Is cannabis addictive? This is actually a very divisive question– and it’s one that’s hard to answer straight on. According to what we know from current cannabis research, marijuana addiction is very rare and the majority of cannabis users do not develop marijuana addiction or even physical dependence. However, some heavy users of marijuana experience something called cannabis use disorder, which can involve some of the same symptoms as addiction. Yet, having cannabis use disorder doesn’t necessarily mean that someone is addicted to cannabis.
So, essentially, most people who use cannabis don’t get addicted, but some people can develop cannabis use disorder, which may sometimes involve dependency or addiction. Below, we’re taking a closer look at why that is and what scientific research can tell us about average cannabis users vs. people with cannabis use disorders.
A lot of the difference in opinions and conclusions about whether or not cannabis is addictive actually comes down to a different question: what is addiction?
The definition of addiction in general is a bit vaguer than the definition of drug addiction, which is what people are wondering about when they ask if cannabis is addictive. So, for the sake of specificity, let’s look at the defining characteristics of drug addiction.
According to the Mayo Clinic, drug addiction (also called substance use disorder) is “a disease that affects a person’s brain and behavior and leads to an inability to control the use of a legal or illegal drug or medication.”
The Mayo Clinic lists the symptoms of drug addiction as follows:
- Feeling that you have to use the drug regularly, daily or several times a day
- Experiencing intense urges for the drug
- Needing more of a drug overtime to get the same effect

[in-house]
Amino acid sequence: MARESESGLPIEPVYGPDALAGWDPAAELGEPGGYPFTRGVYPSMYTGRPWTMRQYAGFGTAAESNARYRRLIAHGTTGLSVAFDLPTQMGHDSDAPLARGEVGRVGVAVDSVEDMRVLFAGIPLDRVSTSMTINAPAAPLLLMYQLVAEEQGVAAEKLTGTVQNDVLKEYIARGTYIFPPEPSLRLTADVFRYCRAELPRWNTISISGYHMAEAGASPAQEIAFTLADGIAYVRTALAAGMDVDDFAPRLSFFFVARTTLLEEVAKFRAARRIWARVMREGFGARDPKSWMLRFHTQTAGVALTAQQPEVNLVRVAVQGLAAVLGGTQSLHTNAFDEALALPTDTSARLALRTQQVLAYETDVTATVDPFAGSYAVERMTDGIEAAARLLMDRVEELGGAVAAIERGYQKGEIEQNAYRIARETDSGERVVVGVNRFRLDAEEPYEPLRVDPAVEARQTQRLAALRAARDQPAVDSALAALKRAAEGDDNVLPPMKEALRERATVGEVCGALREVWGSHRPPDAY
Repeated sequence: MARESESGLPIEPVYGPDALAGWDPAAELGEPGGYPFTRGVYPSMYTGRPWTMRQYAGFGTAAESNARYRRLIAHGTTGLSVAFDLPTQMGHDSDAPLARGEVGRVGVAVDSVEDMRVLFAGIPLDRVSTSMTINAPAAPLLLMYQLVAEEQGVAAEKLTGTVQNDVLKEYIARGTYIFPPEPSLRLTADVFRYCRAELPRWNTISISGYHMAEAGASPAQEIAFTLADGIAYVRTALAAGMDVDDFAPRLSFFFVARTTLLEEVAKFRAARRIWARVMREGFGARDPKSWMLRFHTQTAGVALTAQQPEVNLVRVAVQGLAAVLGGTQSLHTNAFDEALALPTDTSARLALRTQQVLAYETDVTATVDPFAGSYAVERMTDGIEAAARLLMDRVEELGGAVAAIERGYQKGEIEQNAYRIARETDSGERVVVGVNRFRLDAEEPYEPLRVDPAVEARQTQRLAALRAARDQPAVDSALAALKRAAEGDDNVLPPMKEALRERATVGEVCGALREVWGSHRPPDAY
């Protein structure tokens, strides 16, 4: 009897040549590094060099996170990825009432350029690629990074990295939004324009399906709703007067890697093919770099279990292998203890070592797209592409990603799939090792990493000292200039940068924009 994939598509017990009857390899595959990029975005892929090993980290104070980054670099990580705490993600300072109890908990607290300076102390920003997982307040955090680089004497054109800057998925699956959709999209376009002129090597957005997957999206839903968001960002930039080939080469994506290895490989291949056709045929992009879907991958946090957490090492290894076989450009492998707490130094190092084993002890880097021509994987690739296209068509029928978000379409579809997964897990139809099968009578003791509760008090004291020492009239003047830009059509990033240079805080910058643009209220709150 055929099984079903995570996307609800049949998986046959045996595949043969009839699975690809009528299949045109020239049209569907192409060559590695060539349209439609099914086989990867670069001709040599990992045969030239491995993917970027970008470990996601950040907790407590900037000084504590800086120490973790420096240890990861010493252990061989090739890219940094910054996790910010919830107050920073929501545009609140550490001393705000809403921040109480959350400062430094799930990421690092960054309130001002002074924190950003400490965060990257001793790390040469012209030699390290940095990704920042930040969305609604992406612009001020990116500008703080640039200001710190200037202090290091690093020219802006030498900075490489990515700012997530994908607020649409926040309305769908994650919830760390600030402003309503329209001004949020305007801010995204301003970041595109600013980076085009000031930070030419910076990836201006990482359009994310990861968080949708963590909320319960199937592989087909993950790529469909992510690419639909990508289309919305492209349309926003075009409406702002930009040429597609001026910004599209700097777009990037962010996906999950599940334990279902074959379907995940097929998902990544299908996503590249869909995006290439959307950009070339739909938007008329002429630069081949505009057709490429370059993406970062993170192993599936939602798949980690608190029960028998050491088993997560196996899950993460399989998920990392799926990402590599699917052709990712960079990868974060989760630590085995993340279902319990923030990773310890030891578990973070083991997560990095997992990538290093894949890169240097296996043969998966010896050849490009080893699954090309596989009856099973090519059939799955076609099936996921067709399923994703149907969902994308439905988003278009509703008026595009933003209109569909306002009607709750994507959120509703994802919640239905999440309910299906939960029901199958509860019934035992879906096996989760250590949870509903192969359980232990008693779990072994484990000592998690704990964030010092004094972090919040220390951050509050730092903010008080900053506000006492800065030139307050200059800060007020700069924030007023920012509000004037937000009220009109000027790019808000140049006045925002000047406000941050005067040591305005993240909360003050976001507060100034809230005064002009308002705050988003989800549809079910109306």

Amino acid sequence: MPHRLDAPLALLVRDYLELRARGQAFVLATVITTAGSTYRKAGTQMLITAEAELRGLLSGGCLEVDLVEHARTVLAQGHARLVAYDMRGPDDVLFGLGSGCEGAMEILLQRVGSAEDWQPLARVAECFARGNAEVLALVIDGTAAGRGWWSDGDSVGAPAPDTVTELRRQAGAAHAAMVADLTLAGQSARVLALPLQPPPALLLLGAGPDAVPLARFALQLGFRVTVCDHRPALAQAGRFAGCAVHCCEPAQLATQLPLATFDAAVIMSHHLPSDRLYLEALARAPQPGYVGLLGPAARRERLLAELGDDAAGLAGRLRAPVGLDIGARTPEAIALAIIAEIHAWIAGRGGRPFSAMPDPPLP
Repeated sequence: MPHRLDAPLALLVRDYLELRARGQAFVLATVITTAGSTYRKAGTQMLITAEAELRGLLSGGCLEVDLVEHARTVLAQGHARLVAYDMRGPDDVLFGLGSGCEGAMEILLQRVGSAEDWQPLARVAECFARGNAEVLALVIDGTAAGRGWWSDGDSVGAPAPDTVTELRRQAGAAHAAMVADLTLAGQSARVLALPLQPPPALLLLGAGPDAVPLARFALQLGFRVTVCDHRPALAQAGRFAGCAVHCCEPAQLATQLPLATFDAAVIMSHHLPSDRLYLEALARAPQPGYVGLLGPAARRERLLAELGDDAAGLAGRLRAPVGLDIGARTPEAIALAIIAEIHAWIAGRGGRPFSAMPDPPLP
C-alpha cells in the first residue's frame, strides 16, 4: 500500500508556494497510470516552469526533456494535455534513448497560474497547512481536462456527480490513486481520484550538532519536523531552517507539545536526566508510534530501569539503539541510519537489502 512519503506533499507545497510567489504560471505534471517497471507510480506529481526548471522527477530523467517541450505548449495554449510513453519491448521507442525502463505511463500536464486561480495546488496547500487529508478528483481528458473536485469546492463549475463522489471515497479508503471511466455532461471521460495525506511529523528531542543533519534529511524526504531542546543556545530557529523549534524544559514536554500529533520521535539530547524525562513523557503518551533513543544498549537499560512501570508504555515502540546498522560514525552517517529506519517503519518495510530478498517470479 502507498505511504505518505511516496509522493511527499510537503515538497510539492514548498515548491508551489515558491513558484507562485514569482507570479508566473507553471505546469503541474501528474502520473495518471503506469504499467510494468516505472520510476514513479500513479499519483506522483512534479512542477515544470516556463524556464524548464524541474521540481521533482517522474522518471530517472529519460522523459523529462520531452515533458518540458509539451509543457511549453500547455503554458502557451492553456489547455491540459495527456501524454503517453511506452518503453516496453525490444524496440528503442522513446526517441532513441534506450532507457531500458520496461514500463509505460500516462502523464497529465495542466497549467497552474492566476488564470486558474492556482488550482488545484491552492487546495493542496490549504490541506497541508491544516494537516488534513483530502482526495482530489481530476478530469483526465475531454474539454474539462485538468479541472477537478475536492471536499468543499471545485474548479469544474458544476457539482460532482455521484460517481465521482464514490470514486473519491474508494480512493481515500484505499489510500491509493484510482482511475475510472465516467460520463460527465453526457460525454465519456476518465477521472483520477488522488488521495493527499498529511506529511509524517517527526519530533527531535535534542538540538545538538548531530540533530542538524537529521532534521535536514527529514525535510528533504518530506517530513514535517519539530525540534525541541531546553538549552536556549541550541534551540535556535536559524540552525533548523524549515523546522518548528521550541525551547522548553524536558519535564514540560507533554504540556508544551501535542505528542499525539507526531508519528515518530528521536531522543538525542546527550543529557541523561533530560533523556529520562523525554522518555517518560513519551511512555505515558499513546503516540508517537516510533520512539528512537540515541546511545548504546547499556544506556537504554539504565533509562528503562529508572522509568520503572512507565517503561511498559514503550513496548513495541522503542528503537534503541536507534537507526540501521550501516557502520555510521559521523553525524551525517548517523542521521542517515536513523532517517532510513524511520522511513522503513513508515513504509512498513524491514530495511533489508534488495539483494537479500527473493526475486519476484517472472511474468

- Taking larger amounts of the drug over a longer period of time than you intended
- Making sure you always have a supply of the drug
- Spending money on the drug, even if you can’t afford it
- Failing to meet obligations and work responsibilities because of drug use
- Cutting back on social or recreational activities because of drug use
- Continuing to use the drug even though it’s causing physical harm, psychological harm, or problems in your life
- Doing things that you wouldn’t normally do to get the drug, such as stealing
- Doing risky activities while under the influence of the drug
- Spending large amounts of time on getting the drug, using the drug, and/or recovering from the effects of the drug
- Being unable to stop using the drug
- Experiencing withdrawal symptoms when you try to stop using the drug
Many cannabis users would look at these symptoms and say that cannabis is not addictive, since they don’t experience any of these symptoms themself. That’s because, according to both anecdotal evidence and scientific research, the majority of cannabis users don’t become addicted to cannabis. A recent study on cannabis use found that most marijuana users don’t lose control of their marijuana use, as they can use the amount of marijuana they want to use when they want to use it and they get the results they expect when they use it. Another recent study found that most marijuana users don’t even experience cannabis tolerance or cannabis withdrawal.
With that said, not everyone has the same experience using cannabis. A small percentage of people can develop something called cannabis use disorder, which can sometimes involve symptoms of addiction.
What is Cannabis Use Disorder?
When talking about the problematic use of cannabis, a scientist or medical professional probably won’t use the term “cannabis addiction.” Instead, they’ll talk about “cannabis use disorder,” which is a diagnosable disorder found in the substance-related and addictive disorder section of the DSM-5.
According to the DSM-5, cannabis use disorder is a behavioral disorder that’s associated with chronic cannabis use. It features a “problematic pattern of cannabis use leading to clinically significant impairment or distress.” To be diagnosed with cannabis use disorder, a person needs to have exhibited at least two of the following symptoms within the last year:
- Cannabis is often taken in larger amounts or over a longer period than was intended.
- There is a persistent desire or unsuccessful efforts to cut down or control cannabis use.
- A great deal of time is spent in activities necessary to obtain cannabis, use cannabis, or recover from its effects.
- Craving, or a strong desire or urge to use cannabis.
- Recurrent cannabis use results in failure to fulfill role obligations at work, school, or home.